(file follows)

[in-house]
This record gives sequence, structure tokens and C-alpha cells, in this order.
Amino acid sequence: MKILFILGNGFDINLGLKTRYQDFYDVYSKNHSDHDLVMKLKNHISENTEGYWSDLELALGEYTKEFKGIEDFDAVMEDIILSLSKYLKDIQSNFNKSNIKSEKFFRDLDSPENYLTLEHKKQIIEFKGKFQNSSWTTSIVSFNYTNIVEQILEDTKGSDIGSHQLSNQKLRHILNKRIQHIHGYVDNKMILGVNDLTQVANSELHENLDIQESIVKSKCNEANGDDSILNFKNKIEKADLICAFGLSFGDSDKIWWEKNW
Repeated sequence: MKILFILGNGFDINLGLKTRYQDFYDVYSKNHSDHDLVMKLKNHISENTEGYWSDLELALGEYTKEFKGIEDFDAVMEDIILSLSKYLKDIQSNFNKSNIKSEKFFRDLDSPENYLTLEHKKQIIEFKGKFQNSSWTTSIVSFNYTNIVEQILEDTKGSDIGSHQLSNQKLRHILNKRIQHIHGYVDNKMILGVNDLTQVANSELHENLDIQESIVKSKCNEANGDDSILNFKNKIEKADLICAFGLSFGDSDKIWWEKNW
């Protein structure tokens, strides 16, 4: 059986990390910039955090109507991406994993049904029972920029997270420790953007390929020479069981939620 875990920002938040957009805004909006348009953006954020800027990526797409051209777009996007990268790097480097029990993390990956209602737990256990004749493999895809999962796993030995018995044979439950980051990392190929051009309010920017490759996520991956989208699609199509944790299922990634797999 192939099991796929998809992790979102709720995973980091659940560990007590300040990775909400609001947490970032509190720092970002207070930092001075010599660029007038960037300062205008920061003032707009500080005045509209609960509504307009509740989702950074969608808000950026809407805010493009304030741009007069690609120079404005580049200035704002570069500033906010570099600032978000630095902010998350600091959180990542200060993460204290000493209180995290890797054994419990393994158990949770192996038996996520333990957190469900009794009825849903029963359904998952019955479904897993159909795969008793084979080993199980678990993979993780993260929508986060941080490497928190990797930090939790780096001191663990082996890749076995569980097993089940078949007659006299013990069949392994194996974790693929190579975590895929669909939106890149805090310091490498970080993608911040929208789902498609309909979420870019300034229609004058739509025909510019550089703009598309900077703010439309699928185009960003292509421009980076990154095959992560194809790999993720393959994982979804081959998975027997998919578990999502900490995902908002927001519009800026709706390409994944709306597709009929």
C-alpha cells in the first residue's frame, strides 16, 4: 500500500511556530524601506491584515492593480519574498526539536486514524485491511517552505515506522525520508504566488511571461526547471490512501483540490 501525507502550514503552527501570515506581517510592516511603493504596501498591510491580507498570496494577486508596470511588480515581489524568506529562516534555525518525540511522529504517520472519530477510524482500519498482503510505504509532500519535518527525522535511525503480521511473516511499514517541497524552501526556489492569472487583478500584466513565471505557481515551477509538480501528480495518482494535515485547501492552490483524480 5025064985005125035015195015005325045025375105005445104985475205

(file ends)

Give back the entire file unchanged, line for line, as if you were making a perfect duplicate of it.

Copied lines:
[in-house]
This record gives sequence, structure tokens and C-alpha cells, in this order.
Amino acid sequence: MKILFILGNGFDINLGLKTRYQDFYDVYSKNHSDHDLVMKLKNHISENTEGYWSDLELALGEYTKEFKGIEDFDAVMEDIILSLSKYLKDIQSNFNKSNIKSEKFFRDLDSPENYLTLEHKKQIIEFKGKFQNSSWTTSIVSFNYTNIVEQILEDTKGSDIGSHQLSNQKLRHILNKRIQHIHGYVDNKMILGVNDLTQVANSELHENLDIQESIVKSKCNEANGDDSILNFKNKIEKADLICAFGLSFGDSDKIWWEKNW
Repeated sequence: MKILFILGNGFDINLGLKTRYQDFYDVYSKNHSDHDLVMKLKNHISENTEGYWSDLELALGEYTKEFKGIEDFDAVMEDIILSLSKYLKDIQSNFNKSNIKSEKFFRDLDSPENYLTLEHKKQIIEFKGKFQNSSWTTSIVSFNYTNIVEQILEDTKGSDIGSHQLSNQKLRHILNKRIQHIHGYVDNKMILGVNDLTQVANSELHENLDIQESIVKSKCNEANGDDSILNFKNKIEKADLICAFGLSFGDSDKIWWEKNW
């Protein structure tokens, strides 16, 4: 059986990390910039955090109507991406994993049904029972920029997270420790953007390929020479069981939620 875990920002938040957009805004909006348009953006954020800027990526797409051209777009996007990268790097480097029990993390990956209602737990256990004749493999895809999962796993030995018995044979439950980051990392190929051009309010920017490759996520991956989208699609199509944790299922990634797999 192939099991796929998809992790979102709720995973980091659940560990007590300040990775909400609001947490970032509190720092970002207070930092001075010599660029007038960037300062205008920061003032707009500080005045509209609960509504307009509740989702950074969608808000950026809407805010493009304030741009007069690609120079404005580049200035704002570069500033906010570099600032978000630095902010998350600091959180990542200060993460204290000493209180995290890797054994419990393994158990949770192996038996996520333990957190469900009794009825849903029963359904998952019955479904897993159909795969008793084979080993199980678990993979993780993260929508986060941080490497928190990797930090939790780096001191663990082996890749076995569980097993089940078949007659006299013990069949392994194996974790693929190579975590895929669909939106890149805090310091490498970080993608911040929208789902498609309909979420870019300034229609004058739509025909510019550089703009598309900077703010439309699928185009960003292509421009980076990154095959992560194809790999993720393959994982979804081959998975027997998919578990999502900490995902908002927001519009800026709706390409994944709306597709009929």
C-alpha cells in the first residue's frame, strides 16, 4: 500500500511556530524601506491584515492593480519574498526539536486514524485491511517552505515506522525520508504566488511571461526547471490512501483540490 501525507502550514503552527501570515506581517510592516511603493504596501498591510491580507498570496494577486508596470511588480515581489524568506529562516534555525518525540511522529504517520472519530477510524482500519498482503510505504509532500519535518527525522535511525503480521511473516511499514517541497524552501526556489492569472487583478500584466513565471505557481515551477509538480501528480495518482494535515485547501492552490483524480 5025064985005125035015195015005325045025375105005445104985475205